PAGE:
John 1:14, the Logos (Part II of V)
And the Logos became flesh,
and dwelt among us,
and we saw his glory
//Yesterday, I repeated a statement attributed to the philosopher Plato, long before Jesus lived, suggesting that one day God might send forth a Logos, who would reveal all mysteries and make everything plain.
Hundreds of years later, John wrote about this Logos in his Gospel. But before John wrote, Philo of Alexandria (a Hellenized Jew) also used the term Logos to reconcile Stoicism and Judaism. Philo spoke of the knowledge of God as eternal life, and identified the Logos as the firstborn Son of God—a phrase which, until New Testament times, had always been understood metaphorically. Philo never pictured the Logos as a personal being.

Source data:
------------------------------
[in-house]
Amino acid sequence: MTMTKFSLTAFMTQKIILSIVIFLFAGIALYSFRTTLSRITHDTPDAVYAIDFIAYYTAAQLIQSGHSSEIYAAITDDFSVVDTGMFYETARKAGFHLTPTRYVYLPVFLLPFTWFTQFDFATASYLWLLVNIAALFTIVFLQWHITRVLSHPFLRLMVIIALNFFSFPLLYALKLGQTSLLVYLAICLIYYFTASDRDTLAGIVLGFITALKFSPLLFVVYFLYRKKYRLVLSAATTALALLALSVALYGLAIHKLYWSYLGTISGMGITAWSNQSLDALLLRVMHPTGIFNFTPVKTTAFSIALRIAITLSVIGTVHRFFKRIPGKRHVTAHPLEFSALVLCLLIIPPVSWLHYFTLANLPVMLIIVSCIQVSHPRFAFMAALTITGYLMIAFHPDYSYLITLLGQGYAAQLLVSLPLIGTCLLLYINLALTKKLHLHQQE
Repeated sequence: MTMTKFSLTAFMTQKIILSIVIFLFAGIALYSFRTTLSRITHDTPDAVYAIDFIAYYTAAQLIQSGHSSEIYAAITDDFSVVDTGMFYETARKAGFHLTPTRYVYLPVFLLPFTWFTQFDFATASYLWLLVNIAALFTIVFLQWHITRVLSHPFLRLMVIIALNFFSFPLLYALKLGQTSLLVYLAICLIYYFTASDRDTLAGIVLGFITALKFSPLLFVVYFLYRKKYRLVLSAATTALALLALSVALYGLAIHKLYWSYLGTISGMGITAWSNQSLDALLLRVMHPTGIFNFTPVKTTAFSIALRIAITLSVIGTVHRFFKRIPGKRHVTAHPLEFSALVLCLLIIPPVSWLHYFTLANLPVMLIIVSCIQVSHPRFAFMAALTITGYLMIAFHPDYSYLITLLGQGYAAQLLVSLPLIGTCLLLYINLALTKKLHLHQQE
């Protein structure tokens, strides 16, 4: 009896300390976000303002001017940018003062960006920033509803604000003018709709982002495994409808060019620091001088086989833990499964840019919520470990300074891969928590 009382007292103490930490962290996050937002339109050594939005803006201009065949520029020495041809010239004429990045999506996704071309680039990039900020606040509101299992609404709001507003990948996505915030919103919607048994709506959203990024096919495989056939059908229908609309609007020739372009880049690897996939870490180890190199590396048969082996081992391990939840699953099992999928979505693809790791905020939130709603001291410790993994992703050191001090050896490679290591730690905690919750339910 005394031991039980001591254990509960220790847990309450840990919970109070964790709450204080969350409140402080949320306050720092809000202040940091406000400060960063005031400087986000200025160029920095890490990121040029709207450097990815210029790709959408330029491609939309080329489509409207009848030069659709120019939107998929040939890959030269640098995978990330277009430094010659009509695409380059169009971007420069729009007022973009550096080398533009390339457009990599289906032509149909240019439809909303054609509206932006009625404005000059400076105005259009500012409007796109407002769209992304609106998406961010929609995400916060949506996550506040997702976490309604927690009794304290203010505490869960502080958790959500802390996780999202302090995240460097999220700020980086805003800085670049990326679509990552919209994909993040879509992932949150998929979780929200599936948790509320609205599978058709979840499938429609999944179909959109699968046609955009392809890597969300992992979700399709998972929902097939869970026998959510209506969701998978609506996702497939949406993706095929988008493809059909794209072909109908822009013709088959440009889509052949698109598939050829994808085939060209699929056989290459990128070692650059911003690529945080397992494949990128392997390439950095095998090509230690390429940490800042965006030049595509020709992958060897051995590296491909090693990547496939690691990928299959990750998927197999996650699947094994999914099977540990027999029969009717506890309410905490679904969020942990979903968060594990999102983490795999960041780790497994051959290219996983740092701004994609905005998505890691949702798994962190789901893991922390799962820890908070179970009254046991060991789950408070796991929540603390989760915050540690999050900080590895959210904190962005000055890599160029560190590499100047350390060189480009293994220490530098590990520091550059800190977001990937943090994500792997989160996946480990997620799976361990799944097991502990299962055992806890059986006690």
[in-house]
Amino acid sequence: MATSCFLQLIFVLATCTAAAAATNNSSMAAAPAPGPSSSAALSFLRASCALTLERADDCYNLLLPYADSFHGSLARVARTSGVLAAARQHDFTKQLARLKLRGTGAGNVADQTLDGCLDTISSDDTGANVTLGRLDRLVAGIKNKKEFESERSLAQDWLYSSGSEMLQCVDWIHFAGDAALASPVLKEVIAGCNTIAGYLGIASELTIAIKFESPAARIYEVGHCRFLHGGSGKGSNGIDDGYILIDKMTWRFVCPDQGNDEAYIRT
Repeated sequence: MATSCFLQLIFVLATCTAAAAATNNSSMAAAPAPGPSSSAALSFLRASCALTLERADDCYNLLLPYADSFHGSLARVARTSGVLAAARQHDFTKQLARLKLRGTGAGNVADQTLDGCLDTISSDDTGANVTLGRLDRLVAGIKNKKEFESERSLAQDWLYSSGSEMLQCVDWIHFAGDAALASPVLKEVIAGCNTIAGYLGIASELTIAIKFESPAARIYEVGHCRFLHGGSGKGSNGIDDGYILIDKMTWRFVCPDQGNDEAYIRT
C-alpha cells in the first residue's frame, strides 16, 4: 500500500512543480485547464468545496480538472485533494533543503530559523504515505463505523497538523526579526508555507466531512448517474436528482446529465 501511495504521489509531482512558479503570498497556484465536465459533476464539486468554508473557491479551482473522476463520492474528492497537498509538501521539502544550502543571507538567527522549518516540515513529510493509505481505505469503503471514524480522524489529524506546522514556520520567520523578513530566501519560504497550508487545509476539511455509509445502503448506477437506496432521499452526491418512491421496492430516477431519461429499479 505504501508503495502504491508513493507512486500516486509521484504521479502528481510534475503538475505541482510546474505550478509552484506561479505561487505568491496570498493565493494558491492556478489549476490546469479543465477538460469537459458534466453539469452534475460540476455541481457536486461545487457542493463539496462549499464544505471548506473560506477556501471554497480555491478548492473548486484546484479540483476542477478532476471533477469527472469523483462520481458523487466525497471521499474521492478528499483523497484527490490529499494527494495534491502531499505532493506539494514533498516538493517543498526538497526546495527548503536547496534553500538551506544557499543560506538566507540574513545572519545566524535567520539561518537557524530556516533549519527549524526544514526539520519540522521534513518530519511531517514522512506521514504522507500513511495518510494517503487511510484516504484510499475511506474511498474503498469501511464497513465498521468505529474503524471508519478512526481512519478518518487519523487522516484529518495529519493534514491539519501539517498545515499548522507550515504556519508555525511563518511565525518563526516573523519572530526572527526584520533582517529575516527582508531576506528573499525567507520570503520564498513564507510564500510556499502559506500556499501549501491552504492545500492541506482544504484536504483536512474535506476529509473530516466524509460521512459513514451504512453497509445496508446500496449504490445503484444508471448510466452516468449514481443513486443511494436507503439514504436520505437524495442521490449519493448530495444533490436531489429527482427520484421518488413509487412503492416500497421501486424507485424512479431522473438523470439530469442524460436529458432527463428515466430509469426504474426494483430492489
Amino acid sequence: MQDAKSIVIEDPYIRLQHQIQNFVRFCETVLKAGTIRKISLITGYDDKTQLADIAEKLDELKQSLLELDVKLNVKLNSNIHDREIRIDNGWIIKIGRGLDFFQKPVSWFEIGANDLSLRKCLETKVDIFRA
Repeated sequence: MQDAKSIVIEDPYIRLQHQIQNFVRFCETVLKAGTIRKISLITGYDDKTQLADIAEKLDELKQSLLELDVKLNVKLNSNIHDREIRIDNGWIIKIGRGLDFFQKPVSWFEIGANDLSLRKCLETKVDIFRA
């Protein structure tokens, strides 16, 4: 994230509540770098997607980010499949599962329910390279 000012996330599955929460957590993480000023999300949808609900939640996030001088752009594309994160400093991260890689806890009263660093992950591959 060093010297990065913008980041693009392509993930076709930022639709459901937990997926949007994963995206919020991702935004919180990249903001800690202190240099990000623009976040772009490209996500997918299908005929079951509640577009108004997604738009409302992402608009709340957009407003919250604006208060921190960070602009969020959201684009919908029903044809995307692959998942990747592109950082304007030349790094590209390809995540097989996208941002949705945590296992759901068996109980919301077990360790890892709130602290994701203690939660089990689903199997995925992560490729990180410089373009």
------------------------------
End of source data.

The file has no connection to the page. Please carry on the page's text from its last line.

But John, in his Gospel, turned this line of thought on its head. In an astounding claim, John alleges that this Logos has arrived … and that it came in the flesh! Literally, as written in Greek, John’s opening verses tell how God came and “tabernacled” with mortals, choosing a temporary dwelling place among his people. This language evokes an image of the portable tabernacle of the Hebrew nation as they traveled through the wilderness.
Until verse 14 (today’s verse), John’s Hellenistic audience would have never imagined he was speaking about a historical character, or describing the events of a historical life. His readers already knew all about the Logos, but now John drops a bombshell: he is writing about the glory of the Jewish Messiah, a flesh-and-blood person!